By Stephanie Stahl

PHILADELPHIA (CBS)We now know that the stomach illness outbreak at Ursinus College was caused by a norovirus. Lab test results came today as classes resumed at the Montgomery County school. Eyewitness News was told there was a significant decrease in the number of students at Ursinus reporting symptoms.

Trouble started on campus Tuesday last week and classes were canceled Thursday and Friday and weekend activities were limited. But now, things appear to be getting back to normal.

Ursinus college says “aggressive cleaning, sanitizing and disinfecting efforts” will continue through the week, after 214 students and staff reported symptoms of gastroenteritis. The Montgomery County health department now confirms it was a norovirus.

“It causes mini epidemics quite frequently,” said Dr. Edward Ramoska, an emergency physician at Hahnemann University Hospital. He says the virus has been well known for causing outbreaks on cruise ships.

“Is especially contagious in places where a lot of people are in close quarters, like a college campus,” he says. “It tends to occur a lot in the winter because people are clustered together. Most people will present with nausea, vomiting, stomach cramps, diarrhea.”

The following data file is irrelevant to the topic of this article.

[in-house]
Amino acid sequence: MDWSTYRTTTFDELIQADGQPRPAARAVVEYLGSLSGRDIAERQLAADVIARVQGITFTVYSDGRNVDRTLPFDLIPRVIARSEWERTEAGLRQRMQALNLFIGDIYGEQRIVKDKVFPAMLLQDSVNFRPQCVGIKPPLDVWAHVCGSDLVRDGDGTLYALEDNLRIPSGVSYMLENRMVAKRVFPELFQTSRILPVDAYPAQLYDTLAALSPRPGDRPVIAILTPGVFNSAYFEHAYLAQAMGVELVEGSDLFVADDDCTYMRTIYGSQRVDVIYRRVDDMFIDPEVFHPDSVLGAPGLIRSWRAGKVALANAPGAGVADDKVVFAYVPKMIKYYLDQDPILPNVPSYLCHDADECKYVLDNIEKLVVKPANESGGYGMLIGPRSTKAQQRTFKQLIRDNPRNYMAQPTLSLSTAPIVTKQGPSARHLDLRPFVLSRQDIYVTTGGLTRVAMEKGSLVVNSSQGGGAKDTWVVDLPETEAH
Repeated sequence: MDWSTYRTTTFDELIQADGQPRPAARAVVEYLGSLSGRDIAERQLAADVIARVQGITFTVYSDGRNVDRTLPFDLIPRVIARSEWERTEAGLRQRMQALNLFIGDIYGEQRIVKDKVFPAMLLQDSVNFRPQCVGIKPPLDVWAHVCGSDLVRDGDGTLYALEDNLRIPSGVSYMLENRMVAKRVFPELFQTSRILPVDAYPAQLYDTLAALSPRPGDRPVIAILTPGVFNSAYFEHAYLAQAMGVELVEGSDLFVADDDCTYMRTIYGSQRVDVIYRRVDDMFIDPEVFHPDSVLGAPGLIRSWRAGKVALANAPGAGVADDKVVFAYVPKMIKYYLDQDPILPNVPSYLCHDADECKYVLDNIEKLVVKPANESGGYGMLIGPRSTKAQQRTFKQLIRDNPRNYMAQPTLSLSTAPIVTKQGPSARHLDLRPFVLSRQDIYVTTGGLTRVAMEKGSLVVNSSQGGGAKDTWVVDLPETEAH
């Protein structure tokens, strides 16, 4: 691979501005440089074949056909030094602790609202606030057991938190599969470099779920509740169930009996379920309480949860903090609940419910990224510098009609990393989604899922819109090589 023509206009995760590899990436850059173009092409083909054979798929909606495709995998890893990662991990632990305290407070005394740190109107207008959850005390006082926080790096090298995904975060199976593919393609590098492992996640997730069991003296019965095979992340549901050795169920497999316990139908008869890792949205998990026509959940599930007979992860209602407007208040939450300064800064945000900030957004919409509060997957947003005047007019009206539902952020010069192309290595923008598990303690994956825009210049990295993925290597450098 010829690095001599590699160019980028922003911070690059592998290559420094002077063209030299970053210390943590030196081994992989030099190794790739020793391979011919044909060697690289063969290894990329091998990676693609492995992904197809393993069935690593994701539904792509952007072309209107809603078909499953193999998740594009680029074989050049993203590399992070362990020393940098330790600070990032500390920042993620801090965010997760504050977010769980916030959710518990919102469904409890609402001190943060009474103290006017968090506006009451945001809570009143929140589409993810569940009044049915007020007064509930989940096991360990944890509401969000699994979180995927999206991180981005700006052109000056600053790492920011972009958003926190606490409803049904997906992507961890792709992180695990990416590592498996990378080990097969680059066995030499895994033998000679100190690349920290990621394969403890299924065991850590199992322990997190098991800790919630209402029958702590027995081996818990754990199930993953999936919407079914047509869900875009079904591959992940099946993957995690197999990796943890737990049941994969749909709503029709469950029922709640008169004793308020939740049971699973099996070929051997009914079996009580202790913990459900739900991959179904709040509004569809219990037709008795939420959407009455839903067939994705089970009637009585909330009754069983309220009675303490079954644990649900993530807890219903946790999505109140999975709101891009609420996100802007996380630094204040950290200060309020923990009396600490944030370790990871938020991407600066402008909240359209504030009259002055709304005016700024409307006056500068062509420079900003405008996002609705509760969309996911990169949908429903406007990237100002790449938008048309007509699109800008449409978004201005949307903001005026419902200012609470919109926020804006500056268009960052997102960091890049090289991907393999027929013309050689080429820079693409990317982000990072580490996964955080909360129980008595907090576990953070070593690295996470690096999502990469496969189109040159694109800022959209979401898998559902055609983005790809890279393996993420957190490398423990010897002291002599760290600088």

Norovirus is easily spread from person to person by touching something thats contaminated with the virus, which is invisible.

“When somebody goes to the bathroom, and they don’t wash their hands very well , they go touching the door knob or touching something else you an certainly spread it that way,” Ramoska said.

22 Ursinus students were treated at local hospitals. The virus causes intense symptoms quickly, for a short period of time. There’s generally  only one potential serious complication.

“People can get dehydrated, and so people can faint and things like that. That’s the more dangerous sides of the disease,” he says.

Stephanie Stahl